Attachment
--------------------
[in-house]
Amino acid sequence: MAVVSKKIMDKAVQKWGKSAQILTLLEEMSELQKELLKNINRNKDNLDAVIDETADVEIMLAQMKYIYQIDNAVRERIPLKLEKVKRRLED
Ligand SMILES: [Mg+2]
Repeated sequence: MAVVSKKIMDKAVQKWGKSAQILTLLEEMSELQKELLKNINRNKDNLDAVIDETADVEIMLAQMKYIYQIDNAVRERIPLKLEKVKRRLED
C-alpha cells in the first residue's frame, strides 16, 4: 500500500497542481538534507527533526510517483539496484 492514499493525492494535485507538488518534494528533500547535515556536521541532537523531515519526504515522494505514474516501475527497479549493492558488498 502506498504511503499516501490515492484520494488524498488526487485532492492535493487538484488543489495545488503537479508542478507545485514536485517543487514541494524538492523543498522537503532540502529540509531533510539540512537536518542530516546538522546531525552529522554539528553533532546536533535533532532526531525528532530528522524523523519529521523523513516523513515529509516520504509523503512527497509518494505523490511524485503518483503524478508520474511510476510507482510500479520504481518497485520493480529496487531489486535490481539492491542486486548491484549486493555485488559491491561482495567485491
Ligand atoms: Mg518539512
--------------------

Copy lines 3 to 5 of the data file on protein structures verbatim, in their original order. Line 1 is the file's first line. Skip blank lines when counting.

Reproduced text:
Ligand SMILES: [Mg+2]
Repeated sequence: MAVVSKKIMDKAVQKWGKSAQILTLLEEMSELQKELLKNINRNKDNLDAVIDETADVEIMLAQMKYIYQIDNAVRERIPLKLEKVKRRLED
C-alpha cells in the first residue's frame, strides 16, 4: 500500500497542481538534507527533526510517483539496484 492514499493525492494535485507538488518534494528533500547535515556536521541532537523531515519526504515522494505514474516501475527497479549493492558488498 502506498504511503499516501490515492484520494488524498488526487485532492492535493487538484488543489495545488503537479508542478507545485514536485517543487514541494524538492523543498522537503532540502529540509531533510539540512537536518542530516546538522546531525552529522554539528553533532546536533535533532532526531525528532530528522524523523519529521523523513516523513515529509516520504509523503512527497509518494505523490511524485503518483503524478508520474511510476510507482510500479520504481518497485520493480529496487531489486535490481539492491542486486548491484549486493555485488559491491561482495567485491